Preliminary UK manufacturing PMI remained at 46.2, unchanged from a month ago and ahead of market estimates of 45.8. Manufacturing production declined at a lower rate as easing supply chain issues supported output. Manufacturing companies lost the most jobs since October 2020, as the outlook for growth continues to deteriorate. From a price perspective, both input and output costs have showed signs of cooling off. 

Quick look ahead

Canada – GDP (November 29), Labour Report (December 02)

During the week, we will have the two most crucial growth indicators that will give the market a perspective on how the Canadian economy is growing in a contractive monetary policy environment. On Tuesday, Statistics Canada will release the Quarterly GDP Annualized for the third quarter. Following last quarters growth of 3.3%, it is expected that the Canadian economy will suffer a sharp slowdown, with a forecasted increase of 1.4%. On Friday, Statistics Canada will release November’s employment report. After a surprising 108k Net Change in employment, the market consensus is that the labour force will expand at a rate of 10K monthly workers.

U.S. – Jolts Survey (Wednesday 30), Labour Report (December 02)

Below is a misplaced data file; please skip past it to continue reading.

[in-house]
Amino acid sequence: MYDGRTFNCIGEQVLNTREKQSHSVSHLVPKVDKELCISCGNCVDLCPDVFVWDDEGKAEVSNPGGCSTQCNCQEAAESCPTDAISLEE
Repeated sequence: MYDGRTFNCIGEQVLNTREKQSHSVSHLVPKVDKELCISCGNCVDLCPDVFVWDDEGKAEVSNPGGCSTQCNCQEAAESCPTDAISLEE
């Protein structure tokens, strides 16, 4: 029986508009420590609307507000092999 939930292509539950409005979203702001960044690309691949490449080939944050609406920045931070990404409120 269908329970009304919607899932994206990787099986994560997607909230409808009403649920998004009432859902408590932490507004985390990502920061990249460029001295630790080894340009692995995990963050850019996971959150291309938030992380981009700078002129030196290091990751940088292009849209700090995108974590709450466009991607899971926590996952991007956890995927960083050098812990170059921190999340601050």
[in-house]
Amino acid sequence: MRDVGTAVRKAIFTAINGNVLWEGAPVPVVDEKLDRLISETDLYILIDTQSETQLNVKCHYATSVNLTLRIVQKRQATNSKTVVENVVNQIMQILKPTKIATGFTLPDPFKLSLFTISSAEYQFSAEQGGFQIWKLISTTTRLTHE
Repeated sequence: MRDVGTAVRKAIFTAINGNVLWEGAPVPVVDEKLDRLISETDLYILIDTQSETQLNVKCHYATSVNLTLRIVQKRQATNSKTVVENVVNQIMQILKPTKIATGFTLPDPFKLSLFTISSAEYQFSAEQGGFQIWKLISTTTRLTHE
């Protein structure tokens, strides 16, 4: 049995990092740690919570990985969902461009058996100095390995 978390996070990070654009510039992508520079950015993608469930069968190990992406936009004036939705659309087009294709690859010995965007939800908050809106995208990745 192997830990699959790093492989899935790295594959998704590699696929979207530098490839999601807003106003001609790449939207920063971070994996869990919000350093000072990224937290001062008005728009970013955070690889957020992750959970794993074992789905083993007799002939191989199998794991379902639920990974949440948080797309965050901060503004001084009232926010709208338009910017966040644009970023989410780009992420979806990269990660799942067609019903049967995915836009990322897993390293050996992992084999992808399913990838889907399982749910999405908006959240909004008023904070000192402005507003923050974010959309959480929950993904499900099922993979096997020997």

The U.S. Bureau of Labor Statistics will publish October’s Job Openings and Labor Turnover Survey (JOLTS). The expectation is that the job openings decrease to 10,350k from 10,717k, reflecting a slowdown in the job market. To complete the picture of the U.S. labour market, the Bureau of Labor Statistics will also publish November’s Job report. The market consensus is that the change in nonfarm payrolls will continue with its negative trend, decreasing to  200k from 261k in October.  

International – Japan’s Unemployment (November 28), China’s PMI (November 30), Europe’s CPI (November 30), Europe’s Unemployment (December 01)

Japan’s Ministry of Internal Affairs and Communications will release October’s labour report on Monday. The unemployment rate is expected to remain at 2.5%, as in the previous seven months, oscillating in the 2.5% - 2.6% range.

The official and private China PMI indexes will also be released. They are expected to continue in negative territory (under 50), confirming the deceleration of the Chinese economy. At its latest reading, China’s S&P PMI rose to 49.2, a 1.1 rise from the 4-month low of 48.1 seen in September and a tick above the 49.0 estimates.

By the end of November, Eurostat will release its preliminary CPI and unemployment figures. After a historically high inflation rate, the market consensus is that the contractive monetary policy of the ECB will start to impact the price expansion, decreasing the YoY to 10.4% (from 10.7% in October). On the other hand, the European job market remains tight. So, the consensus forecast is that the unemployment rate will remain constant at 6.6%.

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This material is for informational purposes only. While this material has been compiled from sources believed to be reliable, Qtrade Investor does not guarantee the accuracy, completeness, timeliness or reliability of this information. Information, figures and charts are summarized for illustrative purposes only and are subject to change without notice. All investments are subject to risk, including the possible loss of principal.